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I haven't been too impressed by Obama's cabinet appointments so far, and Vilsack as the head of the USDA is no exception. I mean, what is this? Obama promises to work against corporate interests, and then turns around to select a Monsanto lackey as head of the Department of Agriculture? (And, unsurprisingly enough, the MSM seem to see nothing wrong with this.)

I liked this article from Daily Kos, explaining why GMOs are a bad idea.


So what about GMOs? Well, we tinker with a gene or two, and then we put it out in nature for a test run. Over time, nature will work it out. Nature always does. But it does it on nature's schedule... the resulting chaos in the ecosystem could even take thousands of years to be resolved. Nature and humans work on very different timelines. In other words, we can really screw ourselves with GMOs in the short run, even if nature successfully incorporates our GMOs into the ecosystem in the long run.

The difference between GMOs and pesticides is that GMOs are forever. Some pesticides stay in the environment for a long time. Others can break down in the environment rather quickly. But what's a long time for a pesticide? A century? That's the blink of an eye in the evolutionary process. The amount of risk involved in putting GMOs into the environment WILL NEVER equal the benefit, particularly considering the non-risky options we have at our fingertips for accomplishing the same goals.

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Some of you are probably aware of how idiotic I found the arguments in hack-economist Friedman's The World is Flat. Imagine my glee when I found out that there has been a recently published book that says the same, though using nicer words: The World Is Flat? A Critical Analysis of NYT Bestseller by Thomas Friedman. I like the reviews like this:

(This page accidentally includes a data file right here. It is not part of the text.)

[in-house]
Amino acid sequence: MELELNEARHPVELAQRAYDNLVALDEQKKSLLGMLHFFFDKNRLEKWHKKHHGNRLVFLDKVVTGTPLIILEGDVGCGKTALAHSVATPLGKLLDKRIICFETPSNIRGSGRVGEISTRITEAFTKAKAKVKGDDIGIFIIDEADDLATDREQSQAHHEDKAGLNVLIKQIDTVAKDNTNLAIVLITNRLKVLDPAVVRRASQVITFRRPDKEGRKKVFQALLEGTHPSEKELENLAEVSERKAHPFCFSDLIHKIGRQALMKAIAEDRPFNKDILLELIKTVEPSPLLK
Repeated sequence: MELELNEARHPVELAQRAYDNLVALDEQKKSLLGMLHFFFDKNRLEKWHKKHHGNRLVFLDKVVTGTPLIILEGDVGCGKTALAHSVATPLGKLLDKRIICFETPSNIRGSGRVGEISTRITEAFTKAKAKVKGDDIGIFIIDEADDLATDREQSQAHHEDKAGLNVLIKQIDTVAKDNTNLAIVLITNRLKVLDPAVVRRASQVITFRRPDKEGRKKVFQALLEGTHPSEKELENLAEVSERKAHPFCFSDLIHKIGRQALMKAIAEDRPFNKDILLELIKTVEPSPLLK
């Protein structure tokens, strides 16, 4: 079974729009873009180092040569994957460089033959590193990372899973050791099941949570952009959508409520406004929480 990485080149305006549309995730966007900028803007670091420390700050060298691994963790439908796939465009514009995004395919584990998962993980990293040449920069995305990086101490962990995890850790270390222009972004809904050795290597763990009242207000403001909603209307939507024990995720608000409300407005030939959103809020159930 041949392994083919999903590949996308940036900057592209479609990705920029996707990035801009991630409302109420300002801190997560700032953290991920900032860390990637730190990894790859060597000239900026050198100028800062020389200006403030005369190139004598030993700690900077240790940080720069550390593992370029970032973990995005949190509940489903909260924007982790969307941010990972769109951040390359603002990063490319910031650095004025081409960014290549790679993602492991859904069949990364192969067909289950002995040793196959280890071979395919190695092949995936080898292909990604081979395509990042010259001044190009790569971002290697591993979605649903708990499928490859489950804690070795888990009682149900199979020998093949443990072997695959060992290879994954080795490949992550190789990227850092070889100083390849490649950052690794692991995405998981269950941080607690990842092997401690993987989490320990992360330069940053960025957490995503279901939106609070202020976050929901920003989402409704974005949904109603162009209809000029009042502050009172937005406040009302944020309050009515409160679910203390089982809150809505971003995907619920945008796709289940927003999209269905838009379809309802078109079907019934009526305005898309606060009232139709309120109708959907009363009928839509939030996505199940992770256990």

"However, Thomas Friedman's runaway bestseller, The World is Flat, is dangerous. Friedman makes "arguments by assertion," assertions based not on documented facts, but on stories from friends and elite CEOs he visits --not even one footnote reference. Yet his book influences business and government leaders around the globe. By what it leaves out, it does nothing more than misinform the American people and our leaders.

Aronica and Ramdoo show that the world isn't flat; it's tilted in favor of unfettered global corporations that exploit cheap labor in China, India and beyond. This concise monograph brings clarity to many of Friedman's misconceptions, and explores nine key issues that Friedman largely ignores, including the hollowing out of America's debt-ridden middle class. To create a fair and balanced exploration of globalization, the authors cite the work of experts that Friedman fails to incorporate, including Nobel laureate and former Chief Economist at the World Bank, Dr. Joseph Stiglitz."

And, especially this review by Bharat Raj:

"Thomas Friedman's book was triggered by the CEO of an Indian software company in Bangalore who said the playing field was being leveled. Then, as only a celebrity pundit can do, Friedman spun a sound bite, "The World is Flat," and garnished story after story from his elite contacts, while avoiding contact with the likes of Dr. Vandana Shiva, Director of the Research Foundation for Science, Technology & Ecology and others who have a different perspective on what's really happening in India.